A reader here needs to understand Taoism as a major religion survived Legalism, an intensely restrictive legal system. Taoist’s couldn’t go out openly and say “no judgment” in 250 BC since to do so would warrant a death sentence to a practitioner. Of course, even with this, the Tao Te Ching ends up being an amazing political work in addition to being a spiritual masterpiece.

Plenty of Taoists can still be very judgmental, but in Awakening Dragon, we focus specifically on removing judgment out of the picture. Awakening Dragon Taoism is more vocal about the dangers of judgment since modern culture is walking the dangerous path towards Legalism again.

That’s pretty much it.

In many respects, Taoism is very Universalist in its style.

Taoist Practices

Taoism is thousands of years old, time enough to accumulate a huge number of practices to attach to the Taoist label. Sometimes people think what makes them a Taoist are the practices rather than the teachings. After all, after 4000 years, there are countless practices like Kung fu, Qi Gong, meditation, herbal teachings, longevity exercises, and so many more that are now directly associated with Taoism.

What should I practice?

It is very easy to assemble a practice that will help you embrace Taoist teachings. Here are some simple starting suggestions.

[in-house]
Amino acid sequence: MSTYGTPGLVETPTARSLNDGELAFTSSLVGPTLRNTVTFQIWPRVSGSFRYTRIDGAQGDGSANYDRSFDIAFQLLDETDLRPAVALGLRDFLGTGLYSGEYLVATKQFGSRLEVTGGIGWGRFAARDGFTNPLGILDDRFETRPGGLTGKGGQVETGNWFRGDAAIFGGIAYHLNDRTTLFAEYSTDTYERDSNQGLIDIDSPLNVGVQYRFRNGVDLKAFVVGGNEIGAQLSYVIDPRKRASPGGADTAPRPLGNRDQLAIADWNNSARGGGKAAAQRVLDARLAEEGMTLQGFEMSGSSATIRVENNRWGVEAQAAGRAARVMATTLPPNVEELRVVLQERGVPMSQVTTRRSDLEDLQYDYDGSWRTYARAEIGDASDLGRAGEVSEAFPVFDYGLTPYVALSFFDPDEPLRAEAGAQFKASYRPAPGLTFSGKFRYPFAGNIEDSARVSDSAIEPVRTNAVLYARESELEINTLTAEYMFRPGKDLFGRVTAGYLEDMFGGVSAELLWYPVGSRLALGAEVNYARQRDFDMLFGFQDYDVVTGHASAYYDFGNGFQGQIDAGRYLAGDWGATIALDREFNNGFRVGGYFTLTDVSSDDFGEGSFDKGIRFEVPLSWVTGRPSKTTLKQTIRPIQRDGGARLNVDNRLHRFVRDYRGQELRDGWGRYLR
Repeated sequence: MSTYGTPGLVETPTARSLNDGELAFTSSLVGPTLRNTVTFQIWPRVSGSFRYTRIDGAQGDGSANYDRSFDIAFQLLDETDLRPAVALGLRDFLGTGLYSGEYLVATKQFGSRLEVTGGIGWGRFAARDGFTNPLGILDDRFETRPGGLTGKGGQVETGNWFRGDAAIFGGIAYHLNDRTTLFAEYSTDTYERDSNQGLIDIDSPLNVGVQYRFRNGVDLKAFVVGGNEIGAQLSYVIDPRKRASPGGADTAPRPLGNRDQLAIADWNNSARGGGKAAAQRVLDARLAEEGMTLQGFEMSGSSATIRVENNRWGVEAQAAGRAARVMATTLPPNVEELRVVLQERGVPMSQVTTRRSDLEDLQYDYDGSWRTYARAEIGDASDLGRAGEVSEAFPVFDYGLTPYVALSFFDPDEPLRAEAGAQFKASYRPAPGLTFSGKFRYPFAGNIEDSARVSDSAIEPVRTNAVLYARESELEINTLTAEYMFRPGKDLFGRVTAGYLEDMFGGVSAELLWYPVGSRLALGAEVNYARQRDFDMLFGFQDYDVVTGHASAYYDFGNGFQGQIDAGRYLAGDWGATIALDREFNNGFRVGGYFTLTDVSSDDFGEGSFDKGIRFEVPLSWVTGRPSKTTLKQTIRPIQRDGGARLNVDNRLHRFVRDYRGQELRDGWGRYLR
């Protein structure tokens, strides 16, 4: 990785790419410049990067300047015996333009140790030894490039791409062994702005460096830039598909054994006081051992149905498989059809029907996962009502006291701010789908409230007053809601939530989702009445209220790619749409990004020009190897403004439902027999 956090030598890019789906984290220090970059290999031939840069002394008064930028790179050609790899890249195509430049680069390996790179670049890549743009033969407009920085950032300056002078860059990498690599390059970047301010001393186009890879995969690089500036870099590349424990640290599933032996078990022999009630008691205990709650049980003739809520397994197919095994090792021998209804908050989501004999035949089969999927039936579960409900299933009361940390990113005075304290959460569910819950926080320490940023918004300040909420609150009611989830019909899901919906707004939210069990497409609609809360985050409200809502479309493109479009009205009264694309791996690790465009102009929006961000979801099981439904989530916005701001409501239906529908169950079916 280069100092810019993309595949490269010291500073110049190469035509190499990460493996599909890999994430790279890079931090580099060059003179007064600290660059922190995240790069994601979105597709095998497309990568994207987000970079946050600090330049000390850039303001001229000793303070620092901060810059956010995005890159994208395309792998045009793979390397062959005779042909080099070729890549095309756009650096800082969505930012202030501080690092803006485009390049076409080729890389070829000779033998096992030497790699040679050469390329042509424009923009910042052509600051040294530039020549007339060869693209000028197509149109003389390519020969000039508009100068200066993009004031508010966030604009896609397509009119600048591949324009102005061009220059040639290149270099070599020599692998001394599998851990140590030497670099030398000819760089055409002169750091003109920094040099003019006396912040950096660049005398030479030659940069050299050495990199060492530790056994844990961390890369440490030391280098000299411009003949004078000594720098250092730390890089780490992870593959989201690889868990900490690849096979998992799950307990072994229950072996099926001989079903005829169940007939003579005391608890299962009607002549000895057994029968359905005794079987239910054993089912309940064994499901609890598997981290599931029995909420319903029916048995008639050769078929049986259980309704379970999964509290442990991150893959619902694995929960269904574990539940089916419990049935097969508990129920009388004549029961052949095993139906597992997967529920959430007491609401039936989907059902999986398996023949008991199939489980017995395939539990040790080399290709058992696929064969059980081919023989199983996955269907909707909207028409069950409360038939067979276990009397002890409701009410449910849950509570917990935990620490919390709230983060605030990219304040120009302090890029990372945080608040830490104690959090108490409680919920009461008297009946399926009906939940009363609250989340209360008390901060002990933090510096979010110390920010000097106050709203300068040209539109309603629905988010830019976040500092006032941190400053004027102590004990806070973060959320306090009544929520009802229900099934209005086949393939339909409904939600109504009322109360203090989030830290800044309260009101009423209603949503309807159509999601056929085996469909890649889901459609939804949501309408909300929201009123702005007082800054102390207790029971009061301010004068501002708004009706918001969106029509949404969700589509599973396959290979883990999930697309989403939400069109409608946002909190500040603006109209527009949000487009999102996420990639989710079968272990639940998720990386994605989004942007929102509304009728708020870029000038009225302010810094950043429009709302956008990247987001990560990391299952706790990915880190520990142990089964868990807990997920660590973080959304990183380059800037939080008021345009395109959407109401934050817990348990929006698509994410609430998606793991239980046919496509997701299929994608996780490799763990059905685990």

• Learn Qi Gong to help balance your body and spirit.
  • Taoism evolve out of shamanic roots. This means you can learn shamanism to connect to the spiritual aspects of Taoism. While it isn’t easy to find teachers who teach Taoist spiritual alchemy, you can find many shamanic teachers.  A shamanic baseline will prepare you to explore many Taoist teachings.
  • Learn how to make your own Teas (learning simple herbalism) and have a simple but balanced diet.
  • Practice expanding your perception. Explore meditation to increase your awareness. As you learn to work with your perception, you will also discover you are learning the basics of magic.
  • Have fun and make life your own life! Living in a way you enjoy will empower your life!

Find the practices that help you live in a better way, and you will discover along the way how to be a Taoist.

Practices don’t make you a Taoist; rather practices just help you expand who you are and work towards helping you live a more graceful life. But a practice is never a replacement for who you are. So it’s closer to the point to say, depending on the lineage or Taoist concept you base yourself within, you will find yourself using different practices that have accumulated within that lineage. However, all practices are geared to helping a person live a more graceful life. It’s a question of what practices match to your nature. So practices don’t define the Taoist; they merely help the Taoist be true to themselves.

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Taoist History

Taoist groups have varied over time. Some incorporate Buddhist elements and some modern lineages might even appear more Christian or new age. A brief snapshot of Taoist history looks like this: